What is a convolutional neural network, exactly?
Well, let’s start with the basics: a convolutional neural network (CNN) is a type of neural network that is most often applied to image processing problems. You’ve probably seen them in action anywhere a computer is identifying objects in an image. But you can also use convolutional neural networks in natural language processing projects, too.
The fact that they are useful for these fast growing areas is one of the main reasons they’re so important in deep learning and artificial intelligence today.
What makes a convolutional neural network unique?
Once you understand how a convolutional neural network works and what makes it unique from other neural networks, you can see why they’re so effective for processing and classifying images.
But let’s first take a regular neural network. A regular neural network has an input layer, hidden layers and an output layer. The input layer accepts inputs in different forms, while the hidden layers perform calculations on these inputs. The output layer then delivers the outcome of the calculations and extractions. Each of these layers contains neurons that are connected to neurons in the previous layer, and each neuron has its own weight.
This means you aren’t making any assumptions about the data being fed into the network – great usually, but not if you’re working with images or language.
Convolutional neural networks work differently as they treat data as spatial. Instead of neurons being connected to every neuron in the previous layer, they are instead only connected to neurons close to it and all have the same weight. This simplification in the connections means the network upholds the spatial aspect of the data set. It means your network doesn’t think an eye is all over the image.
The word ‘convolutional’ refers to the filtering process that happens in this type of network. Think of it this way, an image is complex – a convolutional neural network simplifies it so it can be better processed and ‘understood.’
What’s inside a convolutional neural network?
Like a normal neural network, a convolutional neural network is made up of multiple layers.
There are a couple of layers that make it unique – the convolutional layer and the pooling layer. However, like other neural networks, it will also have a ReLu or rectified linear unit layer, and a fully connected layer. The ReLu layer acts as an activation function, ensuring non-linearity as the data moves through each layer in the network – without it, the data being fed into each layer would lose the dimensionality that we want to maintain. The fully connected layer, meanwhile, allows you to perform classification on your dataset.
The convolutional layer
The convolutional layer is the most important, so let’s start there. It works by placing a filter over an array of image pixels – this then creates what’s called a convolved feature map. “It’s a bit like looking at an image through a window which allows you to identify specific features you might not otherwise be able to see.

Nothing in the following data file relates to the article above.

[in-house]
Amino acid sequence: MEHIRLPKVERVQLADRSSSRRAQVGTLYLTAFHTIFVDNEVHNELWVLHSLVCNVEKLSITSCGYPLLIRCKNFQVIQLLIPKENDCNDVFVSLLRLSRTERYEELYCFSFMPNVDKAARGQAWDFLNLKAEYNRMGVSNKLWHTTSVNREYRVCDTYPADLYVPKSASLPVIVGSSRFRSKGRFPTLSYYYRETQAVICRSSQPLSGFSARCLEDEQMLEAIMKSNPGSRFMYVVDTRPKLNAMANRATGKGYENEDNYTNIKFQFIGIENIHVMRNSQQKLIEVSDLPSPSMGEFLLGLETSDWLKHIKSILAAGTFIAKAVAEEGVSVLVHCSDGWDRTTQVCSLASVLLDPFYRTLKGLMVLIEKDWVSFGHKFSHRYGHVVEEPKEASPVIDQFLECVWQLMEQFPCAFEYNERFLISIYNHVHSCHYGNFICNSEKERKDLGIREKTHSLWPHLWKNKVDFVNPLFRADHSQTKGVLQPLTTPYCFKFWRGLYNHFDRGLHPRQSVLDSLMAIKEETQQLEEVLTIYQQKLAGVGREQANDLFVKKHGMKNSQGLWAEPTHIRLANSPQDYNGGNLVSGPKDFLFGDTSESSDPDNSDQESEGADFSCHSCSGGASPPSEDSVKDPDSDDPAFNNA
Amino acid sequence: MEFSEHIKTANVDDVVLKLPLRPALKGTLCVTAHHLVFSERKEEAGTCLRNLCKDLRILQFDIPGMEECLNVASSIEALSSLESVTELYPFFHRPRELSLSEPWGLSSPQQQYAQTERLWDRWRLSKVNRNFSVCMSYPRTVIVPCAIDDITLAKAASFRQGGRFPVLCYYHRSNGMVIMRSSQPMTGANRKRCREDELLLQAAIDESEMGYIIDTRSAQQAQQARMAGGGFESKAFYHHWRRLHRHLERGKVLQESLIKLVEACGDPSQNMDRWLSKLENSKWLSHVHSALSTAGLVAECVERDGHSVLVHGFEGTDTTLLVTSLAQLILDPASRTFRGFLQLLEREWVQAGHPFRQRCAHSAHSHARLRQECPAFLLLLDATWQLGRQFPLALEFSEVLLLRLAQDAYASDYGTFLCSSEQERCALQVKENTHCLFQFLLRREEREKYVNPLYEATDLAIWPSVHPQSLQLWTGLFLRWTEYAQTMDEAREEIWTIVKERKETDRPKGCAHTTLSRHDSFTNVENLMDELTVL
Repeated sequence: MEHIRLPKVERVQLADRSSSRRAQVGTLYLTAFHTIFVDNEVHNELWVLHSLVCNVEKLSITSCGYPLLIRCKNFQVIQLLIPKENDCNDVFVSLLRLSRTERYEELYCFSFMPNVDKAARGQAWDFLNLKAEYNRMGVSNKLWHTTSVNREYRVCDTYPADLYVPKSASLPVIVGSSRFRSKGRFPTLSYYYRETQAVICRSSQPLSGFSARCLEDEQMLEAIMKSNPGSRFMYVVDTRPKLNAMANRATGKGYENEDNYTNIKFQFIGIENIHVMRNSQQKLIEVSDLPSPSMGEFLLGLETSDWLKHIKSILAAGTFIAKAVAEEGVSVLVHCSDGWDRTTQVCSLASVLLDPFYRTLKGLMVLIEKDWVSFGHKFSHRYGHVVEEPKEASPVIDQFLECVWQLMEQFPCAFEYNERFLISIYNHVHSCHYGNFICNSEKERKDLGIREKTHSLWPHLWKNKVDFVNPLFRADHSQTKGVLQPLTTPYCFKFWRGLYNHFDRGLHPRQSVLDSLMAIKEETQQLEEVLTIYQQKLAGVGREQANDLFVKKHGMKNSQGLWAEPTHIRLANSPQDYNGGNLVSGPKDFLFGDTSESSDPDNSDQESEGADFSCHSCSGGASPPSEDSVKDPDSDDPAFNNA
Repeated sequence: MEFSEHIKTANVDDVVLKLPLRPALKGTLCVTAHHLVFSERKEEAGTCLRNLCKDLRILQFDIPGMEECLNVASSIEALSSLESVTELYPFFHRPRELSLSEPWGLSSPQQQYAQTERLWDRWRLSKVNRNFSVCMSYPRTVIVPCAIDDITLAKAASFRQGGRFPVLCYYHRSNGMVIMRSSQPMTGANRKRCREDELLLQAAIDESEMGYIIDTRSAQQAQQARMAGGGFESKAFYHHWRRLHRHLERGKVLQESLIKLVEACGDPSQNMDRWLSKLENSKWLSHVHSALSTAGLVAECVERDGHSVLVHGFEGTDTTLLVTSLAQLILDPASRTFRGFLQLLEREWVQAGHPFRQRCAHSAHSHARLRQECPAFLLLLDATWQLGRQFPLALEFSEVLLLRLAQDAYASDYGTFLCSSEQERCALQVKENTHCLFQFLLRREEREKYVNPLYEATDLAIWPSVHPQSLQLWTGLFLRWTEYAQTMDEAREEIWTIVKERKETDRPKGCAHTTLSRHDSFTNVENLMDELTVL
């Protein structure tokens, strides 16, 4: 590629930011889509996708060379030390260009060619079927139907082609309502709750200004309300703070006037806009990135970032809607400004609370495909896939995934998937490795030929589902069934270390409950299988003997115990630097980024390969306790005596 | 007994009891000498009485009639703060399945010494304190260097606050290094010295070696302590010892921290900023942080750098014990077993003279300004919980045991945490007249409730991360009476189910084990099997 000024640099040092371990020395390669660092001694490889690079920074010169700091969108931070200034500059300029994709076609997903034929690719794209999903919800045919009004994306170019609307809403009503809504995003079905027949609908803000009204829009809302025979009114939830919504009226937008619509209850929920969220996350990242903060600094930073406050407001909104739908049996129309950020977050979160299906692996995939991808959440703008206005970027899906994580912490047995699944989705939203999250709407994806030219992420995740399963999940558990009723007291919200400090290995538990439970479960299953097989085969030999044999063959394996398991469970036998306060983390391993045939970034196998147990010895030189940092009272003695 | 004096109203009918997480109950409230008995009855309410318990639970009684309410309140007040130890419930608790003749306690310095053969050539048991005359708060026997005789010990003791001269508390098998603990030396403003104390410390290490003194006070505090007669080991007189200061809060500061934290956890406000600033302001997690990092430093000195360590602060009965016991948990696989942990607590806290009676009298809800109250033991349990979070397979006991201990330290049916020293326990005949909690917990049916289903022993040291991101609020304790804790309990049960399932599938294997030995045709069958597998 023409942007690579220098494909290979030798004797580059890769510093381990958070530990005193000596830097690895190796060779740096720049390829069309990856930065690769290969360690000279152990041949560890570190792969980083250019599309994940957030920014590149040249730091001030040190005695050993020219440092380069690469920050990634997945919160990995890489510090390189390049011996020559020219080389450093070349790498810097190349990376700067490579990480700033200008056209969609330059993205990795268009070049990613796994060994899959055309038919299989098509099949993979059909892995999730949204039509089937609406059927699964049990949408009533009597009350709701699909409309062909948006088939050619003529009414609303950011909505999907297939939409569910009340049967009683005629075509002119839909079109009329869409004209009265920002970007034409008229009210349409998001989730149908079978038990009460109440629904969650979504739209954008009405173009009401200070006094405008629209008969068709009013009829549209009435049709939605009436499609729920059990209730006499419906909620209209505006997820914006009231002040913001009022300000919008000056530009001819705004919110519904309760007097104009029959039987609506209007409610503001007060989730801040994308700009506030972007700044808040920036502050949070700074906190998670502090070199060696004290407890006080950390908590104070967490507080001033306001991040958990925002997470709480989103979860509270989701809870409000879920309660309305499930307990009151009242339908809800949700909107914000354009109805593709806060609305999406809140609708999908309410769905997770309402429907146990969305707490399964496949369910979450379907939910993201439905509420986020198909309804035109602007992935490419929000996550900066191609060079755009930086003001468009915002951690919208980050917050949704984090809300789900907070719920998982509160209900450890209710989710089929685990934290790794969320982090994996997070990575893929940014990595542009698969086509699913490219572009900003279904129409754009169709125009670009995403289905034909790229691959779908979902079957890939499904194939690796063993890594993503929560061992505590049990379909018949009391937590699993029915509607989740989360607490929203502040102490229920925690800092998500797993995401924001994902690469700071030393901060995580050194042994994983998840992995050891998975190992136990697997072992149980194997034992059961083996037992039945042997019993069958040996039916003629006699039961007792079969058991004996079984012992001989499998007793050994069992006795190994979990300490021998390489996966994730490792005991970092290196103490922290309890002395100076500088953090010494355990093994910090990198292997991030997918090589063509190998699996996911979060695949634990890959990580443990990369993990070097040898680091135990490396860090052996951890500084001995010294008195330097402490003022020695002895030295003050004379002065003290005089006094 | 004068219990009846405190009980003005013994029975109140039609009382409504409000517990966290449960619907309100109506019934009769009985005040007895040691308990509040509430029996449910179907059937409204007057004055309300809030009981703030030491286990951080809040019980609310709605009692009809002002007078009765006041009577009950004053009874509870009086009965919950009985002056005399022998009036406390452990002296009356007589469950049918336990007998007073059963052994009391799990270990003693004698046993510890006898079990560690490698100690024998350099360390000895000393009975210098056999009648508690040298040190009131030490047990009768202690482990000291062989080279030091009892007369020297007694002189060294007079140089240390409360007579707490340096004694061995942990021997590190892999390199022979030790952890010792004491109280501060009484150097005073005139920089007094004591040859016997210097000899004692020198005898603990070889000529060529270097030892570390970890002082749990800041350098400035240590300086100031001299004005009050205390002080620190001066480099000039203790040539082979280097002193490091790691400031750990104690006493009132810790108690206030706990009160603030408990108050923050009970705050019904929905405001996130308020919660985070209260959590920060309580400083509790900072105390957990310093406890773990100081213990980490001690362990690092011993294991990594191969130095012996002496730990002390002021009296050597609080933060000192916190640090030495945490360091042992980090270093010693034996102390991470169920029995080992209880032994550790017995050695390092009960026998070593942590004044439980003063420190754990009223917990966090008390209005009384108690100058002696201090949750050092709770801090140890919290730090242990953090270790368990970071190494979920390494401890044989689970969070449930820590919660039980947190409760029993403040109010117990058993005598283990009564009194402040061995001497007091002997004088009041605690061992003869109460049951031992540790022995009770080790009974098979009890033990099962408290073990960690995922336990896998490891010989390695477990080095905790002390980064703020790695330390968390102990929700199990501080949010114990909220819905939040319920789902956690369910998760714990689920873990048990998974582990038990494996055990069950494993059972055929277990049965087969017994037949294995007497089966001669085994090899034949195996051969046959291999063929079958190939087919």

The pooling layer
Next we have the pooling layer – this downsamples or reduces the sample size of a particular feature map. This also makes processing much faster as it reduces the number of parameters the network needs to process. The output of this is a pooled feature map. There are two ways of doing this, max pooling, which takes the maximum input of a particular convolved feature, or average pooling, which simply takes the average. These steps amount to feature extraction, whereby the network builds up a picture of the image data according to its own mathematical rules.
If you want to perform classification, you’ll need to move into the fully connected layer. To do this, you’ll need to flatten things out – remember, a neural network with a more complex set of connections can only process linear data.
How to train a convolutional neural network
There are a number of ways you can train a convolutional neural network.
If you’re working with unlabelled data, you can use unsupervised learning methods. One of the best popular ways of doing this is using auto-encoders – this allows you to squeeze data in a space with low dimensions, performing calculations in the first part of the convolutional neural network. Once this is done you’ll then need to reconstruct with additional layers that upsample the data you have.
Another option is to use generative adversarial networks, or GANs. With a GAN, you train two networks. The first gives you artificial data samples that should resemble data in the training set, while the second is a ‘discriminative network’ – it should distinguish between the artificial and the ‘true’ model.
What’s the difference between a convolutional neural network and a recurrent neural network?
Although there’s a lot of confusion about the difference between a convolutional neural network and a recurrent neural network, it’s actually more simple than many people realise.
Whereas a convolutional neural network is a feedforward network that filters spatial data, a recurrent neural network, as the name implies, feeds data back into itself. From this perspective recurrent neural networks are better suited to sequential data.
Think of it like this: a convolutional network is able to perceive patterns across space – a recurrent neural network can see them over time.
How to get started with convolutional neural networks
If you want to get started with convolutional neural networks Python and TensorFlow are great tools to begin with. It’s worth exploring MNIST dataset too. This is a database of handwritten digits that you can use to get started with building your first convolutional neural network.
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